Although Respondent has not filed a response to the Complaint, a default does not automatically result in a finding for Complainant. Rather, Complainant continues to have the burden of establishing the required elements. The Panel may, however, draw such inferences from Respondent’s default as it considers appropriate. Rules, paragraph 14(b).
1. Identical or Confusingly Similar
Complainant has established its rights in the mark MOVICOL by virtue of the evidence of its exclusive license arrangement2 and of the trademark registrations for the MOVICOL mark.
The disputed domain name is identical to Complainant’s mark (the presence or absence of spaces and the addition of the generic Top-Level Domain “.com” is not relevant for purposes of this comparison).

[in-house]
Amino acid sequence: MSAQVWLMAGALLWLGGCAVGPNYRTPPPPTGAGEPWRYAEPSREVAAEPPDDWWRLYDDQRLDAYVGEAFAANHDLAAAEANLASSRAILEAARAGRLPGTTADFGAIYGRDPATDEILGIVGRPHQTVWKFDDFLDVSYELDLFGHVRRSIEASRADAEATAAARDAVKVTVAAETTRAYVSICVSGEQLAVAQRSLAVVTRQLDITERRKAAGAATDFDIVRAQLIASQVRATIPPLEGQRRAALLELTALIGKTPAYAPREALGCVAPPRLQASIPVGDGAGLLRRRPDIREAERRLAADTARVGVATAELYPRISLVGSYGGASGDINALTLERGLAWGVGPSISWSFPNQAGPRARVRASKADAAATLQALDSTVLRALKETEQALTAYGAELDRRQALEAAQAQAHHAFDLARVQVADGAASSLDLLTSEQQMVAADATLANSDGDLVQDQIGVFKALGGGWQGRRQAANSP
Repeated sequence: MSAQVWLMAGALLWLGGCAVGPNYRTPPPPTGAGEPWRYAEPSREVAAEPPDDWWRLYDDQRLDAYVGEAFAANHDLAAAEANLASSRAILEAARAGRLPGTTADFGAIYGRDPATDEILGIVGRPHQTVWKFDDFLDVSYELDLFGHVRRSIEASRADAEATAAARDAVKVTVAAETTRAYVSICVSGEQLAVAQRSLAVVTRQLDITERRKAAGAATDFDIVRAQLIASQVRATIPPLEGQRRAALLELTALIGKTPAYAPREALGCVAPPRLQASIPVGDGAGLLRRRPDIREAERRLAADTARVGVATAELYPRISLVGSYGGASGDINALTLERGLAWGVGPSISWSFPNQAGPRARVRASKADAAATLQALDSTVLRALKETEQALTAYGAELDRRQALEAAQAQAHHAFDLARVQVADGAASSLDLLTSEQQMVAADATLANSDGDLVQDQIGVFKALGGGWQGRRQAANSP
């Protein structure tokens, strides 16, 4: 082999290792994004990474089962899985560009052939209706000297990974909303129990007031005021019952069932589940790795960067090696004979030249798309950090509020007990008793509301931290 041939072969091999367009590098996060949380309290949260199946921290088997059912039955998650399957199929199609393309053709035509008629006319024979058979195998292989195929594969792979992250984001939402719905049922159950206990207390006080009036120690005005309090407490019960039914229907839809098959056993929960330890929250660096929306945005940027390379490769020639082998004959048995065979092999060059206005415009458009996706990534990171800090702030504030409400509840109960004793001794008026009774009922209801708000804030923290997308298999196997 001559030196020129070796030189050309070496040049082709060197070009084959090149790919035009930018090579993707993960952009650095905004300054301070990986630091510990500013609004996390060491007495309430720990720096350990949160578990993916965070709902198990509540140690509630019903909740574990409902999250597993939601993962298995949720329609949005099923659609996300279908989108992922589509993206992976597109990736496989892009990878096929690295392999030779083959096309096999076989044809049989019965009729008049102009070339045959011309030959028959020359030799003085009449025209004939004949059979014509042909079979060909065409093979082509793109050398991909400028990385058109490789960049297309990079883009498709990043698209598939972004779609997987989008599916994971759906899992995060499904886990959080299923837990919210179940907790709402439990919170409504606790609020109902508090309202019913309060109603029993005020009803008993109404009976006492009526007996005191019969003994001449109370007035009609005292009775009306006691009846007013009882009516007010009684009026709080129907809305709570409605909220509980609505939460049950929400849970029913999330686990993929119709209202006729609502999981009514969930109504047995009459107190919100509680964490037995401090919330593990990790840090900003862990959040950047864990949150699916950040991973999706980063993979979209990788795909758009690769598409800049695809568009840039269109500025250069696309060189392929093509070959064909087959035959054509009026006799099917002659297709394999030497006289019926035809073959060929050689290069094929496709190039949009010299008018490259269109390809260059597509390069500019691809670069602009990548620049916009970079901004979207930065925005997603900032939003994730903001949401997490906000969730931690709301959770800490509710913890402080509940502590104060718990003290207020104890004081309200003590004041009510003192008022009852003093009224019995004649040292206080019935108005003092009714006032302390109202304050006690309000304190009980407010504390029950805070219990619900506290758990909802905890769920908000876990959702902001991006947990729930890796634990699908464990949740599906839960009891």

The Panel finds that the disputed domain name is identical or confusingly similar to a mark in which Complainant has rights.
2. Rights or Legitimate Interests
The Panel, consistent with the consensus view, finds that a complainant may establish that a respondent has no rights or legitimate interests in respect of a domain name by making a prima facie showing that a respondent lacks rights or legitimate interests. See WIPO Overview 2.0, paragraph 2.1 (after a complainant makes a prima facie case, the burden of production to show rights or legitimate interests in the domain name shifts to the respondent).
Paragraph 4(c) of the Policy sets out the following examples:
“(i) before any notice to you of the dispute, your use of, or demonstrable preparations to use, the domain name or a name corresponding to the domain name in connection with a bona fide offering of goods or services; or